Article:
The latest World Investment Report 2020 of the United Nations Committee for Trade and Development showed that the weak demand for Nigeria’s crude oil in 2019 has led to a decline in foreign direct investment flow into the country. According to the report, the FDI into Nigeria declined by 48 percent to $3.3 billion in 2019 from $6.4 billion in 2018. This, it said, is due to a slowdown in investment in the oil and gas industry even as Africa experienced a general slump in FDI flows in 2019 by 10 percent to $45 billion due to more moderate economic growth and dampened demand for commodities. According to the UN findings, there was reduced investment flow to countries with relatively more diversified FDI inflows such as South Africa, Morocco, and Ethiopia and flows to commodity-exporting economies such as Nigeria and Sudan. The development of a $600 million steel plant in Kaduna state offers some evidence of investment diversification, a long-standing policy objective, the data said, noting that few countries received higher inflows in 2019 with Egypt being the largest recipient of FDI in Africa has received $9 billion from investors. After a significant increase in 2018, FDI flows to Sub-Saharan Africa decreased by 10 percent in 2019 to $32 billion as the FDI to West Africa decreased by 21 percent to $11 billion in 2019. This was largely due to the steep decline in investment in Nigeria, after consecutive increases in 2017 and 2018. The UNCTAD predicted that Africa would see a decline of FDI between 25 and 40 percent in 2020. The immediate impact of the coronavirus on the global economy would be dramatic as it would be a game-changer for FDI, the Secretary-General, UNCTAD, Mukhisa Kituyi, predicted. He added that “the outlook is highly uncertain. Prospects depend on the duration of the health crisis and on the effectiveness of policies mitigating the pandemic’s economic effects.”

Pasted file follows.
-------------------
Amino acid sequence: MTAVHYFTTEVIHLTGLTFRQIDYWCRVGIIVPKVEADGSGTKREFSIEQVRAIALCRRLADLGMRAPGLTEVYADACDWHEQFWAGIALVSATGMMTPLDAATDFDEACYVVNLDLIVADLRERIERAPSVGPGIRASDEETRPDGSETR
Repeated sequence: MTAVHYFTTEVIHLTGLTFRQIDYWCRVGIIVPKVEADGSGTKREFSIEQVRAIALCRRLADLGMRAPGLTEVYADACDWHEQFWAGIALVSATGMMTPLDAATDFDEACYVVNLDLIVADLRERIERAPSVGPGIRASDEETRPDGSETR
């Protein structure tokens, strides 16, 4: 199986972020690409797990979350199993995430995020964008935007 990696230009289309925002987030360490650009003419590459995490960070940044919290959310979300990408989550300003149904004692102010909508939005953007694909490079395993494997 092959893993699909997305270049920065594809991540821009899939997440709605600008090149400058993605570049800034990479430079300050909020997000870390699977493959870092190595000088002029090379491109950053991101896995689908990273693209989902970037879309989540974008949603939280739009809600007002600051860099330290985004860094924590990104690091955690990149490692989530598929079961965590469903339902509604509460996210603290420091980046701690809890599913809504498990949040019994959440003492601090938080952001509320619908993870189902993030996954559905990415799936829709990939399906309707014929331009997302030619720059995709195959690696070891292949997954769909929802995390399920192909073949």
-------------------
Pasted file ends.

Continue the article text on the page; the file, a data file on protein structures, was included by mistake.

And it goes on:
The fight against the new coronavirus pandemic has continued to expose Nigeria’s fragile economy as businesses, especially manufacturing firms, have largely been shut down since April this year after the country imposed movement restrictions to curb the spread of COVID-19 infections. Nigeria’s pension fund is a part of the economy that has been affected even as the managers of the fund have seen a sharp decline in the number of new retirement savings accounts while employers cut back on recruitment. The West African country’s economy has also been battered by a drop in crude prices this year, which has in turn affected employment and the creation of new pension accounts. The pension account is mandatory for all employers in Africa’s largest oil producer. Data from the Nigerian Pension Commission showed that new retirement savings accounts grew 85 percent less in April. This is compared to the same period a year earlier, indicating a slowdown in the number of new jobs. Still, total pension fund assets under management in Nigeria was steady at ₦10.6 trillion or $27.3 billion in April, almost the same level as in February. The commission cannot in any way sign people for pension plans if companies are not hiring, the head of investment research at Sigma Pensions Ltd. in Lagos, Wale Okunriboye, said, adding that “Businesses will go through a difficult time and try to manage costs, as a result, we expect unemployment numbers to increase.” Nigeria’s official unemployment rate was 23 percent at the end of 2018 and is expected to rise to 34 percent by the year’s end if urgent steps are not taken, according to a report published this month by a government pandemic committee led by Vice President Yemi Osibanjo. Fund managers are worried that contributors will start requesting money from their retirement accounts if they remain unemployed for at least four months, Okunriboye said. Other pressure on pension assets could come from a reduction and non-payment of salaries by some employers, including Nigeria’s 36 state governments as the earnings from crude sales are expected to plunge 80 percent to ₦1.1 trillion this year, according to the country’s budget office in May, leaving less money for states to pay wages and fund workers’ pensions.